“Breaking Bad” Movie Goes Horribly Wrong


Jake Goldberg

This past summer, I made a constant effort to watch what people called “the best show ever to be featured on Netflix,” Breaking Bad, with the thought process that I could catch up to ultimately experience the Breaking Bad movie El Camino, which came out this past week. Even though I watched the Netflix series over five years after it started, I was still able to appreciate the true excellence of the character development, impeccable script and phenomenal acting.

Each and every one of these aspects, however, were completely thrown out the window when entering the realm of the well-renowned Netflix movie, with a rating of 94% on Rotten Tomatoes. Throughout the entirety of Breaking Bad, actors Bryan Cranston and Aaron Paul were an inseparable team no matter what obstacles were thrown their way. This, in essence, was one of several aspects of the show that contributed to the reputation it has today. The characters built off of each other’s emotions, and it was their tightly bonded relationship and passion for illegally making methamphetamine under the DEA’s nose that kept viewers intrigued and captivated.

In El Camino, Paul was the “star” of the show. I use the term “star” loosely because although he does a very good impersonation of a former meth cook on the hunt for vengeance and in search of a new and profound life, there is not much of a storyline. The “plot” can be summarized in just a few sentences. For instance, Paul’s character, Jesse Pinkman, is on the run and troubled by his past in regard to how he was physically abused. To resolve the situation and create closure for himself, he ventures out on a mission to steal money rightfully owed to him, which he utilizes to pay for a man to create a brand new life for him (including new identification, address, Social Security number, etc.) where he can live without fear of being caught by authorities. This simple storyline, seemingly suitable for a typical episode of Breaking Bad, was stretched into a movie lasting over two hours.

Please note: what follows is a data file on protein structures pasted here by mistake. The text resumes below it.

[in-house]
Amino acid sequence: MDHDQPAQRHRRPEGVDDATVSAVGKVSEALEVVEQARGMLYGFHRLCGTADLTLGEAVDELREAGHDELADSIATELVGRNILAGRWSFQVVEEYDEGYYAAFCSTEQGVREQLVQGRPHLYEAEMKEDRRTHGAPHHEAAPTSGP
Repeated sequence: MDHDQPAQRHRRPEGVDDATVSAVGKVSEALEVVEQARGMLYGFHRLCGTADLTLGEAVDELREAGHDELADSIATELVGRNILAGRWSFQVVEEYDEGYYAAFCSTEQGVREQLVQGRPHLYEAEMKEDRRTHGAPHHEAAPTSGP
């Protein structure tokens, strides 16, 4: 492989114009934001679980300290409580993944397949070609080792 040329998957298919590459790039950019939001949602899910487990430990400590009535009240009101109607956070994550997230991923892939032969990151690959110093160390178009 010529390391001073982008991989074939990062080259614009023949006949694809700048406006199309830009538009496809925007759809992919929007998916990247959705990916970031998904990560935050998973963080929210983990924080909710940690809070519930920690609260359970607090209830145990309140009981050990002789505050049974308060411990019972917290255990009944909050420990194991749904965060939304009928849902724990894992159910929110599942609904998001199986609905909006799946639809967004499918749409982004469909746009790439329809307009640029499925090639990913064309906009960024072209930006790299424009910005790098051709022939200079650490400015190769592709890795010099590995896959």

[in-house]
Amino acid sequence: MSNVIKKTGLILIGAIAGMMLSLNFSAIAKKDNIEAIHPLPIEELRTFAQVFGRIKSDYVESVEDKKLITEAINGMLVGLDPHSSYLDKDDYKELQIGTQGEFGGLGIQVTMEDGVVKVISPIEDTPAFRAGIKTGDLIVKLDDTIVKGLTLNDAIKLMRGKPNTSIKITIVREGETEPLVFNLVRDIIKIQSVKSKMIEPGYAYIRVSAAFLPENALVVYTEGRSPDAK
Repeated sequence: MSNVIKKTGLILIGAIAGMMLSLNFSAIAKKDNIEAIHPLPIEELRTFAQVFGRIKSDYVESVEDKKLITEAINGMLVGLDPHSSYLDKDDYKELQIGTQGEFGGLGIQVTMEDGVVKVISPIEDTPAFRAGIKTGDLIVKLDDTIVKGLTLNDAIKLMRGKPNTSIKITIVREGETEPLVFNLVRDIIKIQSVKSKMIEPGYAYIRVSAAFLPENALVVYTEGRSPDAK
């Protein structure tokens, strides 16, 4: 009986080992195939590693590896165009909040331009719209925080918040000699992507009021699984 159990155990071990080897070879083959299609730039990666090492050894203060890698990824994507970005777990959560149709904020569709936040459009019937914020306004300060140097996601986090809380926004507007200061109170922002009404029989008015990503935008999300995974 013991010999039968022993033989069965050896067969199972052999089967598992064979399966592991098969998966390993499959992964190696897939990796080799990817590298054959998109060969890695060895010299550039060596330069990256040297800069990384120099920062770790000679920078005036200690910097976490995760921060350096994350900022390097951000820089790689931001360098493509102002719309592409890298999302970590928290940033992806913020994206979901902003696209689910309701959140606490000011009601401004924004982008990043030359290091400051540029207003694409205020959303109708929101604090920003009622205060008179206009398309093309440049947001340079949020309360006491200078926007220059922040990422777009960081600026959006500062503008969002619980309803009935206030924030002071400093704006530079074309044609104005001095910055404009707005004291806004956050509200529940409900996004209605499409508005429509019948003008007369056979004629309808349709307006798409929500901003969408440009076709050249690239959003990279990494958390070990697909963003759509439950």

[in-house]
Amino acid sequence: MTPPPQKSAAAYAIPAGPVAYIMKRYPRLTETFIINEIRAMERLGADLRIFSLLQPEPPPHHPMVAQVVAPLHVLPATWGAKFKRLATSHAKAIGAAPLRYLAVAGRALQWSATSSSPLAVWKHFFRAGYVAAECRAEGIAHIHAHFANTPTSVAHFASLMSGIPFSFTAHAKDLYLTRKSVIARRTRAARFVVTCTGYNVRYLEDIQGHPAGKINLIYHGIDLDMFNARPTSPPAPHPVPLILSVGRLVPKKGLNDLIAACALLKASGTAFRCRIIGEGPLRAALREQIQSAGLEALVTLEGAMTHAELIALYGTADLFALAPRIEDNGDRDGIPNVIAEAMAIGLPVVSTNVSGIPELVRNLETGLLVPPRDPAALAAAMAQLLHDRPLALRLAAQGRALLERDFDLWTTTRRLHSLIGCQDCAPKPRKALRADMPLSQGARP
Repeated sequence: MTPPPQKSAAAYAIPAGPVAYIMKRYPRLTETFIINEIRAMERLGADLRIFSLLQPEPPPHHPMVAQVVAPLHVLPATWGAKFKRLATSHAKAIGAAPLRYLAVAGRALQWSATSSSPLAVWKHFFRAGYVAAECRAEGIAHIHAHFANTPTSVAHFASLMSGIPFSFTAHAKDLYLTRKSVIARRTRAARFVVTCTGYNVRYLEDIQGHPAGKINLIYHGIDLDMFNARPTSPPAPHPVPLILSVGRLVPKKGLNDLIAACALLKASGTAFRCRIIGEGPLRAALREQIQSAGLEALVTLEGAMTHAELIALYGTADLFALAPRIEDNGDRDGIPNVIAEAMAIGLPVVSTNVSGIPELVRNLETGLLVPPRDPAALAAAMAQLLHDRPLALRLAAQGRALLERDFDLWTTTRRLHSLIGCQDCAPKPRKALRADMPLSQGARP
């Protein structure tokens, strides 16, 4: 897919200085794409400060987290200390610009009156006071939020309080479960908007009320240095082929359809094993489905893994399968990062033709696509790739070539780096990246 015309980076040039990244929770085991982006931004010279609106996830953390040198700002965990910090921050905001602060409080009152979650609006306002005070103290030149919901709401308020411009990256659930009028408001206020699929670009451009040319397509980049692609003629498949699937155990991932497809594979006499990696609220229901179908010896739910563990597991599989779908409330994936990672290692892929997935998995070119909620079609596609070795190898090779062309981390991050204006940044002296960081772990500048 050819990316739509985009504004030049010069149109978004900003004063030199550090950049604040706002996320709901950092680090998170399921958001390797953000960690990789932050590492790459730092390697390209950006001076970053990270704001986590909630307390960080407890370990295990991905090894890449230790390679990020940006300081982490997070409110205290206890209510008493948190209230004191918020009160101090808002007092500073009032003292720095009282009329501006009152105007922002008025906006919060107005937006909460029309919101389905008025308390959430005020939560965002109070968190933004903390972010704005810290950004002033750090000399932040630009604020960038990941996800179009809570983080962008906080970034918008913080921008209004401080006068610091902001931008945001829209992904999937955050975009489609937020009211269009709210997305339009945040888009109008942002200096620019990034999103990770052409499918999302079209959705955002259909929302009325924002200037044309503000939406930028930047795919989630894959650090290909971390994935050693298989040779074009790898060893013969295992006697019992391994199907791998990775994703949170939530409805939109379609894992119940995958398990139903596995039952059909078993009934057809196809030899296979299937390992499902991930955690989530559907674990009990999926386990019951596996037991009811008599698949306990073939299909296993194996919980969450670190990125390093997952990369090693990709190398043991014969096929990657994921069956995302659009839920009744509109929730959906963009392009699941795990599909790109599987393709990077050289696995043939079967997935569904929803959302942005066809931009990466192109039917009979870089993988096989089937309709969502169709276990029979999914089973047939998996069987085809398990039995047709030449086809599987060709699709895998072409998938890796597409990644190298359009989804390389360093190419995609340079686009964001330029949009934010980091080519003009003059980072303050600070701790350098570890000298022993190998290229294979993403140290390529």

What was even more upsetting than anything else is that the famous Walter White, played by Cranston, was in the movie for approximately ten minutes. Both actors, Cranston and Paul, are great actors and display a great deal of talent in Breaking Bad. However, after this bond evolved over the course of the five seasons of the series, it was cherished close to viewers’ hearts. Even though it may have been an interesting thought to have Paul play the role of the lone wolf, it is this unbreakable bond between the two characters that resonates with the audience.

In addition to these points, there were several questions that remained unanswered following the ending of El Camino. For example, what happened to Walt, his cancer and his family? He had a decent portion of the original show and was not present in this show for one scene.

This movie, unfortunately, was an utter disappointment, as the storyline was simplistic, the character development reversed and numerous questions were left unanswered. While the exceptional series of Breaking Bad was strategically structured and written to instill a thrilling roller coaster of emotions and themes into the viewers’ minds, it seems as though this may have been yet another movie made for the sole purpose of profit.